I’ve spent the last couple of weeks in Brazil, touring around giving talks. Joseph Teperman of Inniti has been awesome in coordinating visits for me in Sao Paolo, Florianopolis, Belo Horizonte, Vitoria and Porto Alegre. And I got to meet some great folk at the Instituto de Lideres. It was a fantastic trip.
One of the questions that keeps getting raised is what Brazil can learn from China. And for me that comes down to one chart, which is shown below.
The red line is China and the blue line is India. And the difference is important because both countries were very similar in 1985-1990. They both had large populations (about 1B), low GDP per capita (about $1500) and large geographies. So the question of what can Brazil and other developing countries learn from China is “how can you be more like the red line? And less like the blue line?
My answer to that is basically three points:
Point 1: Compound wealth consistently over 20-30 years.
China began to grow faster in wealth (GDP per capital) than India in 1990-2000. It happened slowly at first and then much more rapidly. And if you look at the shape of the red curve, it is basically an exponential. It is now accelerating away while India has remained relatively linear in its growth. China now grows by the size of India about every 2-3 years.
My simplistic explanation for this is wealth compounding. That is what the red line looks like to me. And that was what Warren Buffett said when asked about China. His said (approximately) that China has figured out a “secret sauce that lets them compound wealth”.
Compounding is awesome
I like superhero movies. I watch all of them and I grew up reading comic books. But I know of only 3 superpowers you can actually have in real life. One is deep expertise in mathematics and / or software (you can figure out almost anything). The second is is jiujitsu (you can beat up almost anyone). And the third is compound interest. That if you grow consistently over time, then the base increases and the wealth starts to grow exponentially. My favorite explanation / example of compounding is that if you fold a piece of paper in half, you double its width. If you do it again, you double it again. If you do it 47 times, you will cover the distance between the earth and the moon.
Well China has been compounding for 30 years. They have consistently grown at 5-10% per year and that is what is now accelerating in an exponential fashion. You don’t have to have massive growth – but you have to be consistent over 20-30 years. And China has done this. The US also does this. So does Warren Buffett (note: like +90% of his wealth happened after age 50). But many / most developing economies have not.
Point 2: Let the ambitious break the rules
I spoke with folk in Brazil a lot about this. Because one thing that Brazil and China have in common is a dominant role for the State. China is rightfully known as the ‘land of licenses”. And Brazil has a government that accounts for something like 45% of its GDP. So why has one State-dominated country has shown such dynamism and the other not?
There are lots of reasons and it’s not my area of expertise. But cool difference is that the Chinese government (at local, province and national levels) will frequently let the ambitious and innovative blatantly break the rules. Some examples:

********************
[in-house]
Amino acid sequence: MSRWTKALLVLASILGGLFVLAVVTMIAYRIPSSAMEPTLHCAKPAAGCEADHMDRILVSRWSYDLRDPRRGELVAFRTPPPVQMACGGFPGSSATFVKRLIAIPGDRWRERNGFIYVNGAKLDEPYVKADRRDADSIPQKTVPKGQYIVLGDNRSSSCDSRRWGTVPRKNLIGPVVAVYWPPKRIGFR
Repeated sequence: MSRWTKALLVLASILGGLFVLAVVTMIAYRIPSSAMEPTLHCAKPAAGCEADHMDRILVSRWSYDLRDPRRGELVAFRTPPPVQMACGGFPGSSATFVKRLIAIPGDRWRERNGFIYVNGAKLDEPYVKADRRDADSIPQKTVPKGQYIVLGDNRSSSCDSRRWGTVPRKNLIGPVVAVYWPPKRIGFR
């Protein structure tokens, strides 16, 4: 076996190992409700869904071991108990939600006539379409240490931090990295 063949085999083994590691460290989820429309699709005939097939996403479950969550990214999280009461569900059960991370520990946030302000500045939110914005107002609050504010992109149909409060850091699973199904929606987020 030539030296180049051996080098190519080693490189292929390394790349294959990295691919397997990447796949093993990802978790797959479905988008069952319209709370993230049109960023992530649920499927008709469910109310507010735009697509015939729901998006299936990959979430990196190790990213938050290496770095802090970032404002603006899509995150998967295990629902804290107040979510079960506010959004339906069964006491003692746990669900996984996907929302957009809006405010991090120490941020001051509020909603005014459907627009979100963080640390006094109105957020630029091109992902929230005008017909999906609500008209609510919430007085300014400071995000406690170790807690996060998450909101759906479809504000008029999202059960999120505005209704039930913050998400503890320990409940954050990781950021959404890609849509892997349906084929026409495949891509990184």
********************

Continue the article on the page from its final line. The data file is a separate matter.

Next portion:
- Bike-sharing resulted in probably 12M bikes being placed around Chinese cities. This was not technically legal and they didn’t really ask permission. The companies just sort of did it. And the city governments just sort of let it happen. That’s pretty amazing and something you could never do in New York or London. My impressions is they didn’t want to stymie these companies and they let them more or less break the rules for a while. The first regulations on this really got applied about a year later.
- Didi and Uber had an epic battle in Chinese ride-sharing in 2016. They both spent +$2B in driver subsidies and we all got cheap rides for a while. And during all this, ride-sharing was still not really legal in China. Again, the government let it happen and the regulations happened later. Actually ride-sharing was technically made legal around July 2016 and then some serious regulations came shortly after that.
Point 3: Digital transformation / disruption is your most powerful tool.
Another story I told around Brazil was about the launch of Yue’Bao, Alibaba’s money market fund. Back in 2012, there were really only 4 big banks in China, the big State-owned giants. They offered basic products. Services were ok. But they were not known for convenience, ease of use, or awesome online services.
Then Alibaba launched Yu’e Bao, which enabled Chinese consumes to use their PC’s and smartphones to invest money. Very easily. Without restrictions and in a way that was exceptionally easy to use. Plus they offered higher interest rates.
And Chinese consumers moved in huge numbers. They moved over $80B in about 6 months. By 2017, assets under management had grown to $165B, making it arguably the largest money market in the world.
Yu’e Bao is a story of new digital tools being used to give consumers what they really want, especially convenience. It is also a story about how digital tools can disrupt and transform stagnant, slow-moving and still developing industries.
So for a country like Brazil, with an entrenched State, digital tools and disruption are a capitalists’ most powerful tool. Don’t try to reform the under-developed or politically sclerotic industries. Just disrupt them. Use new digital tools to bypass the system and go straight to consumers. Offer consumers greater options, greater convenience – and they will probably come running in huge numbers.
That’s my take. Thanks for reading. Note: I shot a video around Rio on this topic, located here.
I’m back in Asia now. Cheers from Manila,
I write and speak about the Chinese consumers and digital China.